Friday, 15 June 2012

What is killing off our farmland birds – loss of habitat or a rise in predators?


Even the wildest areas of the British Isles are managed by man. We intervene in nature at so many levels, from directly controlling some wild species, through culling or special protection, to introducing domestic stock and taming wild areas for food production. And we have done so for thousands of years. There are often unintended consequences from such intensive management, creating ideal circumstances for some species to thrive and squeezing others out. That means intervening again, to adjust the numbers that have been artificially boosted by our behaviour or give a helping hand to those we have inadvertently caused to decline.
Numerous scientific studies have sought to show why farmland birds – much loved by millions of people – have suffered such serious declines in the past half-century. For some of the most vulnerable species, numbers are down by 80 per cent or more.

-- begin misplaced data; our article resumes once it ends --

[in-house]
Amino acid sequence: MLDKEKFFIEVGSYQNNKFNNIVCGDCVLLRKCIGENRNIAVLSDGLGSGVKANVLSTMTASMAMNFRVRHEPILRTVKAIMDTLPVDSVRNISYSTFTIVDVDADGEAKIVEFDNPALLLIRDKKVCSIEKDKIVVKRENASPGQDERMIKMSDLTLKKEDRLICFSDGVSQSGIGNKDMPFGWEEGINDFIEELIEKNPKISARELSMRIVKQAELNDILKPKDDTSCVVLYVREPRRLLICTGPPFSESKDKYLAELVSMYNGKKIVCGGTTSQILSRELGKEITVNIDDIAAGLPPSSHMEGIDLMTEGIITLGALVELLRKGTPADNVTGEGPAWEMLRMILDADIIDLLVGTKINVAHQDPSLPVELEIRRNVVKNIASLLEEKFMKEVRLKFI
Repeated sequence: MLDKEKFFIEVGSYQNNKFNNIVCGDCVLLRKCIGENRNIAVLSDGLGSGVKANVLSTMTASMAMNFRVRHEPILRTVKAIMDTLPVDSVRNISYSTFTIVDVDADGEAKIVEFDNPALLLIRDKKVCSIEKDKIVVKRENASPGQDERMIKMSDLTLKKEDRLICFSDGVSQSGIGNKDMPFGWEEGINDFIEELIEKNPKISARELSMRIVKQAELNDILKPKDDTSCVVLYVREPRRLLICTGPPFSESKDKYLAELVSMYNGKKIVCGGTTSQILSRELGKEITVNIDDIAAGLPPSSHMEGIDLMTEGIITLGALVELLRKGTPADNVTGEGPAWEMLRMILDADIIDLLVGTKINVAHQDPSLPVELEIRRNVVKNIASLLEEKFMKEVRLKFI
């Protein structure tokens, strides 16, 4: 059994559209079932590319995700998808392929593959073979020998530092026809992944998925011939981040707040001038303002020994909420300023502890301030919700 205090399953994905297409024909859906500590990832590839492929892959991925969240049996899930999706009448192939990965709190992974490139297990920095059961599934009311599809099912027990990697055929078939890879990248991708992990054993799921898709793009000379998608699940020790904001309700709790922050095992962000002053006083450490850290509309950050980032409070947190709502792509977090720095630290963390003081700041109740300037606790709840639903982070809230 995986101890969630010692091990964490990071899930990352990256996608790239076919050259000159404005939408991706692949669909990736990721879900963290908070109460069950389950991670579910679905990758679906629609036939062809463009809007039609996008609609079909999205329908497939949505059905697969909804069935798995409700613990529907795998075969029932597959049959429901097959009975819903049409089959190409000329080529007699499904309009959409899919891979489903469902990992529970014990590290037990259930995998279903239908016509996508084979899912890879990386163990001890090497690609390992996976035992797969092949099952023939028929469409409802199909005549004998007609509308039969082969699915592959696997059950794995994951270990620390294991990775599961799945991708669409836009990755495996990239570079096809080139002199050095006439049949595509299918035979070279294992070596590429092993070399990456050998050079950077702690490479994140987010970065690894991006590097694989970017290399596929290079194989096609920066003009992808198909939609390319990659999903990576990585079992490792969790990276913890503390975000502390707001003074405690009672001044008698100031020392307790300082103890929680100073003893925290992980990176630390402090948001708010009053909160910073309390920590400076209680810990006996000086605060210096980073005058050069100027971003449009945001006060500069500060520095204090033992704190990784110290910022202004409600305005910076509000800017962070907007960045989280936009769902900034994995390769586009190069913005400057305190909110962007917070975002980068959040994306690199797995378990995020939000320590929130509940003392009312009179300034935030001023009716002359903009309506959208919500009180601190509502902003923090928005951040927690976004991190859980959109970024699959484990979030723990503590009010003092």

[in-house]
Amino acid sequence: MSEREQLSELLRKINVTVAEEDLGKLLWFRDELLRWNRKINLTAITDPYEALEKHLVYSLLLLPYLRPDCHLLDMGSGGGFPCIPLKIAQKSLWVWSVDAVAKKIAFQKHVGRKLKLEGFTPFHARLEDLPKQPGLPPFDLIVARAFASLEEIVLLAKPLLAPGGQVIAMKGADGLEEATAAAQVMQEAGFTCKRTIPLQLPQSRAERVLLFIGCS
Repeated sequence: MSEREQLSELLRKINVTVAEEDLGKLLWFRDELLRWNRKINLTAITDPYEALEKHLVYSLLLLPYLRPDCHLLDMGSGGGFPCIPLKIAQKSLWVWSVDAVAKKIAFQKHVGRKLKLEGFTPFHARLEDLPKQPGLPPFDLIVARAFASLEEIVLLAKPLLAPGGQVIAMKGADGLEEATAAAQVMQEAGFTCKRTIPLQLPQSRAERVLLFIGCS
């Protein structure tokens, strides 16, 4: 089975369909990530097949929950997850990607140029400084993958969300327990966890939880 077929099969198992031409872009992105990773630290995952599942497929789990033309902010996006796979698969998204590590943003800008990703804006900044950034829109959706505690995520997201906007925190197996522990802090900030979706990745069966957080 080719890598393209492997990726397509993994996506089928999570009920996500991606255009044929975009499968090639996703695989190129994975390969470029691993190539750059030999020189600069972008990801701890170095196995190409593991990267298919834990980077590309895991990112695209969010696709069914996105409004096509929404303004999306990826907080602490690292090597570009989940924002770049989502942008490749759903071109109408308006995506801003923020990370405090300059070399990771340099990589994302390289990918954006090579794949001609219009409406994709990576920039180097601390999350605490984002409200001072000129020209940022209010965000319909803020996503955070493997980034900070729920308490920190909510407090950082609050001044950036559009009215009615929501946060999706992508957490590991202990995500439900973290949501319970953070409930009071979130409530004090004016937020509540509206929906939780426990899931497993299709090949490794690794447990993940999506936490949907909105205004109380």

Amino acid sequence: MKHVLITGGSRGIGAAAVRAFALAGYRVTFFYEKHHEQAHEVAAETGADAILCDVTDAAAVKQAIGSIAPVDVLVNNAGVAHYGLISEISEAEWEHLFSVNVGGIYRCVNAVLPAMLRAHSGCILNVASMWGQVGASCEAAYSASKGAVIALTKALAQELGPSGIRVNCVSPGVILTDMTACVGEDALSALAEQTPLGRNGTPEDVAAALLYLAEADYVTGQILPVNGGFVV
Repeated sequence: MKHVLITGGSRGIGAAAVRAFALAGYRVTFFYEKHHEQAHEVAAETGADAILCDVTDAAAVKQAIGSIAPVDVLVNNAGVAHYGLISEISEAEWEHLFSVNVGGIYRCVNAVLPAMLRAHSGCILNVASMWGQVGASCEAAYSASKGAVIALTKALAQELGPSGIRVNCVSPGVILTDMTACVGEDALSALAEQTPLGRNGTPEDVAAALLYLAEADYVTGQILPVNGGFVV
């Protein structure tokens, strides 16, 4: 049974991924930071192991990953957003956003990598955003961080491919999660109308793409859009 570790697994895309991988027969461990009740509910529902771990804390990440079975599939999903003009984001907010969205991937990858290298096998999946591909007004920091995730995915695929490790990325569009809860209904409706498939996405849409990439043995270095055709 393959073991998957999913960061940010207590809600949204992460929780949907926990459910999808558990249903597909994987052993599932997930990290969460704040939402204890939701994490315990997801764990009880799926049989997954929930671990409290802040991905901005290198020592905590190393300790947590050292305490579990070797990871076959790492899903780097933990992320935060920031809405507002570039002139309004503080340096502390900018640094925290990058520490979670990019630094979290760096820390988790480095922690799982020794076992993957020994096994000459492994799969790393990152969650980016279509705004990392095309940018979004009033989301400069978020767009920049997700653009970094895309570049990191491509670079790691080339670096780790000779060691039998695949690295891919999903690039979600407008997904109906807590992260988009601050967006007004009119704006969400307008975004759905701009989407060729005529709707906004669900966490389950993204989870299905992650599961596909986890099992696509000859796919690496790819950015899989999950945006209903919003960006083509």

The traditional view, promoted by a range of wildlife charities, is that intensive farming, which grubbed up hedgerows and sprayed insect and weed-killing chemicals around through the late-1960s and 1970s, was the culprit.
Yet we have now had several decades of reversing those habitat losses – planting new hedgerows and restoring those that remained; planting woodland and incorporating wild flower field margins with all-important seed-producing plants into arable land. Many millions in grant aid, from the European Union and the British Government, all paid for by UK taxpayers, has been invested in various projects.
Yet, as surveys repeatedly tell us, the declines for the most part continue. It is not a uniformly gloomy picture, by any means, but it is fair to say that, in spite of the best efforts of farmers and environmentalists, the medicine is not working as many would like.
Some studies suggest the changes made to farming practices have not yet taken effect or are not radical enough. Ian Newton, writing in Ibis, the international journal of avian science, concluded in an exhaustive report in 2004 that more time would be needed for the positive effects to be felt.
He wrote: "Although it is too early to assess properly the effects of recently introduced agri-environment schemes, earlier schemes were most successful when targeted to the needs of particular species, such as cirl bunting, lapwing, stone curlew and corncrake, and of some seed-eaters through winter seed provision."

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